Intuitively, the public opinion on ‘Women in Business’ portrays a somewhat bleak picture for aspirants. However, the perception that business environment is not propitious for women is disconnected from reality, more so in the contemporary world. Recent trends and developments paint a bright picture for women aspiring to step into the vast world of business. Moreover, the differentiated success of women premiers of Germany, New Zealand and Taiwan in dealing with the COVID-19 pandemic is going to put women leaders in the spotlight in a post-Covid world. The pandemic has brought feminine virtues such as compassion, decisiveness, strong communications and empathy to the fore of decision making whether in business or otherwise.
Sustainable Development Goal 5 (Gender equality) has reinvigorated the drive towards gender parity. Our government stands for increased women participation in workforce as manifested in the NITI Aayog’s India@75 road map. There have been a host of initiatives in this regard by the government in recent past. Moreover, tax incentives for companies employing women above a threshold and other gender sensitive provisions are under consideration. A study by the International Monetary Fund suggested that encouraging women’s participation in the workforce can boost India’s GDP by 6.8%. This insight provides yet another compelling reason for the government to strive for more women in workforce especially more women entrepreneurs and women in leadership roles. Contemporary developments such as the Supreme Court criticising and rejecting the centre’s argument of why women cannot be given higher posts in the Indian army, are proof that we are moving towards a more gender equal world.
Research has shown that greater diversity in the workforce increases productivity, improves decision making, and heightens performance. Diversity hiring is a top priority among Indian recruiters according to Linkedin’s Global Recruitment trends report. Although there has been an unprecedented increase in demand for women in business the supply of women with business education has not increased commensurately, implying abundant opportunities on the platter for the ones having it.
The board of directors of Indian companies is probably the last bulwark of male domination in the country’s business landscape. However, there has been a significant regulatory push from SEBI recently that has made it mandatory for companies to have at least one independent woman director on their boards. Businesses too seem to realise the positive influence of a gender diverse board and management whether in terms of improved financial performance, reduced risks, lesser corruption, enhanced market knowledge and reputation or enhanced employee satisfaction to name a few. Consequently, there has been a persistent rise in the representation of women in top leadership positions in the last few years. A recent online study ‘Women on board 2020’ done amongst 7,824 listed companies across 36 countries ranked India on the 12th position. The study revealed that among 628 listed Indian companies, 55% have women directors, which is 14% higher than last year. This trend is encouraging since having more women on the board will sensitise the organization towards concerns pertaining to women in the business environment. Furthermore, it is going to make the workplace even more conducive for personal and professional growth of women.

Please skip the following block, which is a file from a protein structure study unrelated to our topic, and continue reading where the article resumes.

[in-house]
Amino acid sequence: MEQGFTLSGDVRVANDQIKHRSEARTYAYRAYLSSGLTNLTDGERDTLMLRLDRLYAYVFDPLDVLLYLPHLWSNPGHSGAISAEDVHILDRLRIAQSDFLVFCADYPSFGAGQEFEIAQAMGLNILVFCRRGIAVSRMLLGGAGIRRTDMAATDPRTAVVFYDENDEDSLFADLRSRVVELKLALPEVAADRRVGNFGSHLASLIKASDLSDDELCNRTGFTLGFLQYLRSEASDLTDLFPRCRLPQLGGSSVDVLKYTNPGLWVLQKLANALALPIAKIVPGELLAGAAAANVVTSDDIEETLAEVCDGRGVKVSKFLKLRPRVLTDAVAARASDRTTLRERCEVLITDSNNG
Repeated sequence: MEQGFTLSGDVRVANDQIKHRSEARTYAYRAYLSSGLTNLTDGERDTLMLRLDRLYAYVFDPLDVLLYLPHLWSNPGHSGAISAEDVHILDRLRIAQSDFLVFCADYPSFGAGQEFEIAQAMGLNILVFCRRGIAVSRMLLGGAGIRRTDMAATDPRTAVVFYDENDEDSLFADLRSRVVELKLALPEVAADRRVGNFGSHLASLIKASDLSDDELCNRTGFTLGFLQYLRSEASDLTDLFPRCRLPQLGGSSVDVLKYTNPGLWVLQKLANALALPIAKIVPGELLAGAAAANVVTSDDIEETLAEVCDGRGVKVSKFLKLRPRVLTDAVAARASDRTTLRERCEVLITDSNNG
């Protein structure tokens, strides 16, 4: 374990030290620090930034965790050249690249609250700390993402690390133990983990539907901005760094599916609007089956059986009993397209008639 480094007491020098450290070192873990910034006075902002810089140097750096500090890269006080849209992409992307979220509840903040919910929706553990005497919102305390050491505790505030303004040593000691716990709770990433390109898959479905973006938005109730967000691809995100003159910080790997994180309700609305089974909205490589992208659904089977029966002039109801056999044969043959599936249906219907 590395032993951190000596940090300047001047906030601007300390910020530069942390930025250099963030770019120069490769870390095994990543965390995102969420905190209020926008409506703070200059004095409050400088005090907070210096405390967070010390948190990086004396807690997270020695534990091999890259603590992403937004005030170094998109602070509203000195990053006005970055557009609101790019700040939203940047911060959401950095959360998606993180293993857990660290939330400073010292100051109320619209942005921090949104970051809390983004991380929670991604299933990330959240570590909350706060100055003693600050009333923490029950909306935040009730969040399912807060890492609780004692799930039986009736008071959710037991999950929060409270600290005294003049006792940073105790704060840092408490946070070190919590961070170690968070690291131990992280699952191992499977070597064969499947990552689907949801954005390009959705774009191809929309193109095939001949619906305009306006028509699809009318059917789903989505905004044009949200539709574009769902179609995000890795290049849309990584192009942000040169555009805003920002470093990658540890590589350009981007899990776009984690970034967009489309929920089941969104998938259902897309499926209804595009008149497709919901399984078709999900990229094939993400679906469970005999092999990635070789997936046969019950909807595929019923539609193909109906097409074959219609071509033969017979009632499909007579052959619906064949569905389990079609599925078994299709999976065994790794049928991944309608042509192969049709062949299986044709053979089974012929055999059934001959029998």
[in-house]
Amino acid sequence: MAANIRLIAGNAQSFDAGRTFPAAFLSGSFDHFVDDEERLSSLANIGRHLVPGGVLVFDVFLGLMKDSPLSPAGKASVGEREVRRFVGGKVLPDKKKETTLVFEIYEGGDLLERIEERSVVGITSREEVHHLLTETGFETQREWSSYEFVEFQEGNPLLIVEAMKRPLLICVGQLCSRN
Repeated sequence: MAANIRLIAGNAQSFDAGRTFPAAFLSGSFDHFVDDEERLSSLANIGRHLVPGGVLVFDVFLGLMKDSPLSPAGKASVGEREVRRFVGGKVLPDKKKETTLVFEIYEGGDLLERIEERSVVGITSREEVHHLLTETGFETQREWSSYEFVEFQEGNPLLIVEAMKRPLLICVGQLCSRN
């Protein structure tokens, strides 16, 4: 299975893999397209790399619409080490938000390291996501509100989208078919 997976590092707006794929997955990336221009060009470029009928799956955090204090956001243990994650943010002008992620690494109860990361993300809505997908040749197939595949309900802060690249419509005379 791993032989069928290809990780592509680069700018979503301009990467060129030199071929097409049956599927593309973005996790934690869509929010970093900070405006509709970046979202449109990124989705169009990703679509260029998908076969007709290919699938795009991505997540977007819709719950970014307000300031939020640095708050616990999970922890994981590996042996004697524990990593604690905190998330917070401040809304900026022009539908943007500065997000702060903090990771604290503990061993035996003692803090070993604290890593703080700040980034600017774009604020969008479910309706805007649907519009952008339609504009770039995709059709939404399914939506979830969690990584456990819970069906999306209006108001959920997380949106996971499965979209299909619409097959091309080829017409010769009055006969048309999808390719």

MBA is a very powerful tool for women providing them access to powerful networks and instant credibility. This can go a long way in helping women to challenge the status quo and rise above the dark ominous clouds cast by various social, cultural and economic taboos and see the light of the day. Moreover, a business education teaches you how to be more effective not only in the business environment but also in the world in general. Leadership skills, confidence, effective communication, credibility and self-consciousness are some of the benefits of an MBA that are as significant to a women in familial setting as they are to a CEO.
The lesser number of women in business is a seemingly discouraging fact for women aspiring for an MBA but it is only by having more women that we can get more women. SME IIT Jodhpur is committed to the cause of gender equality in business. We believe that our modular MBA program is going to take us a long way in addressing the social and familial hurdles that female aspirants face in higher education. The flexibility that this MBA program provides is going to help not only women but also all perspective students in general to strike a balance between their career aspirations and personal responsibilities.
Besides, a successful corporate career may not be the ultimate goal of every MBA student. Especially in case of women, their higher representation in sectors like health and education manifests their social service inclination. Then what intrinsic value does an MBA hold for individuals who not only want to do well but also want to do good? The scope of business education is not only limited to profit mongers but there are many such domains where application of business knowledge can enable one to contribute to the society in a meaningful way. One can be an entrepreneur creating livelihood for several families or one can simply be a part of a social enterprise that attaches more value to social good than it does to profit.
I believe it’s time for our women to step into management and leadership roles more proactively than ever before and own their own success.
About the Author
Dr.Akanksha Choudhary is a faculty in the area of Economics at School of Management and Entrepreneurship, IIT Jodhpur.